“The overriding goal is to prevent death and 40 percent of deaths have been in long-term care facilities,” she said. “In Phase 1A, it’s people at the most risk and most critical for saving lives.”
After that, the next groups vaccinated will be essential workers who keep society functioning, she said. And while the next phases are still being determined, eventually the general population will be eligible as the vaccine is rolled out.
“This is a modern medical and scientific miracle, but it’s
still in limited doses,” she said. “By summer, it should be available for
anybody who wants it. And I encourage everyone to get it.”
Nationwide, about 71 percent of the public will definitely or probably get a vaccine, up from 63 percent in September, the Kaiser Family Foundation reported Tuesday.
But 27 percent are hesitant, with 12 percent saying they probably would not get the vaccine and 15 percent who definitely would not it even if it were free and deemed safe by scientists.
Hesitancy was highest among Republicans – 42 percent; those between 30 and 49 – 36 percent; rural residents – 35 percent; and Black adults – 35 percent.
Chamber CEO Carlos Phillips said that past events like the Tuskegee experiment led to mistrust of the health system among African Americans.
Traxler said that while events like that are real and must be acknowledged, they have led to the extensive review process that exists today and that the vaccine is safe and effective.
“These are lessons learned to make sure it’s not happening again,” she said. “Every population can trust this vaccine.”
Ash agreed, saying that the process run by the U.S. Centers for Disease Control and Prevention and the U.S. Food and Drug Administration has been public and transparent.
“We can absolutely trust the CDC and the FDA,” he said. “We can all take confidence in that process.”
Ash said it’s also important to acknowledge that side effects – typically headache, fatigue, some fever – can occur, usually after the second dose, but should resolve in 12-24 hours. These are not unusual after any vaccine, he said.
And noting that there’s been “a lot of misinformation and some disinformation” about the vaccine, Ash said that while this is first commercially available mRNA vaccine, scientists have been working on it since the 1980s.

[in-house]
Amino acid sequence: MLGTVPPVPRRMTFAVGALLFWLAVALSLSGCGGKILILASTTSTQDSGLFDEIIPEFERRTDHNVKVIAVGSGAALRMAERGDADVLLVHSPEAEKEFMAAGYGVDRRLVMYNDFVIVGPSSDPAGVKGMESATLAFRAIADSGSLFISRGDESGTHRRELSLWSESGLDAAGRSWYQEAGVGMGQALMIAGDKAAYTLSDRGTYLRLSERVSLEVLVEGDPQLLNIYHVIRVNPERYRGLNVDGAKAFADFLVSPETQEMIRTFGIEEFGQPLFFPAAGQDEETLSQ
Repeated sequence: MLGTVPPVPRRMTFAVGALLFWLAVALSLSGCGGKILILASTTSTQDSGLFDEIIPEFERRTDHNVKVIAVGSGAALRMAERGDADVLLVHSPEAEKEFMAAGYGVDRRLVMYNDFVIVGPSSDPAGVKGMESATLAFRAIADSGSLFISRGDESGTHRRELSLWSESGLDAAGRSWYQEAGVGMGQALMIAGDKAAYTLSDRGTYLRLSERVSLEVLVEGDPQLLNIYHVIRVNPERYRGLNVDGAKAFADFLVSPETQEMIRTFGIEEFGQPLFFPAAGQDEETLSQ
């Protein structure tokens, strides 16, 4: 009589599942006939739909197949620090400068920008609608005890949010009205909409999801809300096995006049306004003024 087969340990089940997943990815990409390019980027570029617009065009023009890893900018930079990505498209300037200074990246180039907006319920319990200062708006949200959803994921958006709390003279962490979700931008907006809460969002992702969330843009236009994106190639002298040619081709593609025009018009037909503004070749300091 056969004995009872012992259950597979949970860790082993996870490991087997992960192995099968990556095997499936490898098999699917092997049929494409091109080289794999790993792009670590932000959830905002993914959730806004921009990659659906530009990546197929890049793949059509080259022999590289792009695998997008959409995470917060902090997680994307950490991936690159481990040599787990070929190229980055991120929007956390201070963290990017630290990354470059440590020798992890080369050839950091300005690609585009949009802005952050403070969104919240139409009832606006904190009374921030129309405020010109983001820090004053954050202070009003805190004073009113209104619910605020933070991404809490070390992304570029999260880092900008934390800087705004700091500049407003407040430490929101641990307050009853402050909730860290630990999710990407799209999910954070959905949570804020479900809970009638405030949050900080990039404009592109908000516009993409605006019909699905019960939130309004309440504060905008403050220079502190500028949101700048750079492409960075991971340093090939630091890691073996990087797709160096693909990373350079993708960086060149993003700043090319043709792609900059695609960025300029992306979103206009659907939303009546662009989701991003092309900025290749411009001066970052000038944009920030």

Traxler said DHEC is working with many partners to distribute the vaccine, including pharmacies.
Prisma Health, with 30,000 employees, has been named the vaccine distributor for the Upstate.
And Saccocio said that people should be prepared to be vaccinated not just in clinical settings but at unique environments, including schools, drive-through sites, and mobile units traveling to neighborhoods to ensure it is distributed broadly.
Phillips, who praised the health care providers who worked at significant risk to their own health, said the vaccine is a light at the end of the tunnel.
“It’s going to be a game changer,” he said. “And it’s in everyone’s best interest to take the vaccine when their number is called.”
Traxler said that 70-75 percent of the population needs to be vaccinated to achieve herd immunity.
“That will be the key for us to get back to normal or close to normal,” she said. “That’s why I call on everyone to be vaccinated when it is their time.”
In the meantime, Saccocio said, people still need to use coronavirus precautions as hospitalizations and deaths continue to rise.
“This is serious,” she said. “Please wear your mask, socially distance, and wash your hands. And over the holidays, don’t gather in groups outside your household. We have a long way to go. Let’s take this time to do what we need to do to keep everyone safe … so we can be all together to celebrate the holidays in 2021.”
To learn more, go to scdhec.gov/covid19vaccine.